My little boy is only 11 months old, so he likes to put any money he finds into his mouth rather than into his bank account, but I'm looking forward to teaching him the value of money, particularly as his dad and I work so hard for each penny!
So the MoneySupermarket competition asks bloggers to come up with advice on how to educate children about money and instil good savings habits.
The aim is for parent bloggers to share the tips they use to educate their own children about saving, and the best tips chosen by our judges will be bundled in with our financial expert's advice and placed on site.
My tip is to take your child to boot sales and this is something I have already started doing - whether or not the poor little chap is enjoying it so far is debatable!
However, it's something I'm sticking with. And not only because I am addicted to them! I absolutely hate shopping with a passion, but there's nothing I love more than a good rummage at a boot sale!
There are several ways that this helps teach children the value of money:
1. It shows them that there's no need to waste resources on buying something new. Buy it from a boot sale and it's really one of the best kinds of recycling! I am wearing a dress I bought for 50p and I've never seen anyone else wearing anything like it. (And judging from the compliments I get, I mean that in a good way!)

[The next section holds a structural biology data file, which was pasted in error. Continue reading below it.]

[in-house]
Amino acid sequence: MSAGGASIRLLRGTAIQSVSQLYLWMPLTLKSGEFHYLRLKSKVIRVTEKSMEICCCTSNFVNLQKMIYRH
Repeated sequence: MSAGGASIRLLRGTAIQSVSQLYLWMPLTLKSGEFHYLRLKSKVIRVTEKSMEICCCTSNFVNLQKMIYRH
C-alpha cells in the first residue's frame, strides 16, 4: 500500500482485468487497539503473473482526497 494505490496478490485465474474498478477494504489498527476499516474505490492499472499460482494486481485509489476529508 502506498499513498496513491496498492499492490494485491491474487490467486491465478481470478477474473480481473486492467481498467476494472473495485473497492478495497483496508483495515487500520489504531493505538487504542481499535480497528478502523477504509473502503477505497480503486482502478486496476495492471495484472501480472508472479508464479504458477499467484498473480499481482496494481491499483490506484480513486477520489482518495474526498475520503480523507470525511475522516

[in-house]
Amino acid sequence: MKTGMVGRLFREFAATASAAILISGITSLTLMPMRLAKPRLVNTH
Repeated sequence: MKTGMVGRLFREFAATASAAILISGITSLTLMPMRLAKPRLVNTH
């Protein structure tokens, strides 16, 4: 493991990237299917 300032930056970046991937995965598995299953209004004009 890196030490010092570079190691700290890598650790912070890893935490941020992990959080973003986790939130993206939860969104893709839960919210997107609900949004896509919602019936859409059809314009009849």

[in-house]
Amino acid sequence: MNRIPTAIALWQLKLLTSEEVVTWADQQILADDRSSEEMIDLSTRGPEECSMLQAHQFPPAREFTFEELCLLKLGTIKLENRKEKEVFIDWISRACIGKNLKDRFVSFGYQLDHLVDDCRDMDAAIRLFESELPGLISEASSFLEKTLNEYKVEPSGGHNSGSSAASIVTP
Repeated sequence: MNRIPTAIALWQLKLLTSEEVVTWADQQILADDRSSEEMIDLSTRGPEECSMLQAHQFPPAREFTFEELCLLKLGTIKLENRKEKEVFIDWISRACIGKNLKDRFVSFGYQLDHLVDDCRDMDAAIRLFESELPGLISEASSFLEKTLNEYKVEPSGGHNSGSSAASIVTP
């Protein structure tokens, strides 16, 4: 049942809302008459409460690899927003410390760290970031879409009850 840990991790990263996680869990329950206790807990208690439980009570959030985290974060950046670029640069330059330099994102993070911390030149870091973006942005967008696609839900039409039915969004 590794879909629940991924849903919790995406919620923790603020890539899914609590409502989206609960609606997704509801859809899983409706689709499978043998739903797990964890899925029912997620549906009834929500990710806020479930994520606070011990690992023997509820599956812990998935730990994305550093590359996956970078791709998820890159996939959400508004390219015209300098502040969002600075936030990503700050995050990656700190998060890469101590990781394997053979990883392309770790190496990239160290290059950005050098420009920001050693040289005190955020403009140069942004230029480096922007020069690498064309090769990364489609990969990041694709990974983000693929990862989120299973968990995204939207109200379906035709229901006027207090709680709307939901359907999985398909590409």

2. It stops them spending time at the shops buying things just for the sake of it.
3. Fresh air and exercise! You don't realise how far you're walking!
4. It will encourage them to sell their own unwanted toys, clothes and books when they're no longer required. Selling at a boot sale teaches you about displaying your wares to the best effect, maths, talking to strangers, customer service and haggling!
5. It encourages them to appreciate the value of money.
6. It teaches them basic maths.
7. It will make them question buying things new.
8. I find that I pick up all kinds of amazing vintage books at boot sales; I'd probably not have checked out Just William, Nicholas and Angela or even re-visited Enid Blyton if it weren't for boot sales.
9. It encourages them to sift the tat from the good value items and who knows, they might start a trading business. Isn't that how Lord Sugar started?
10. It gets them out of bed on a Sunday morning instead of lounging around in bed!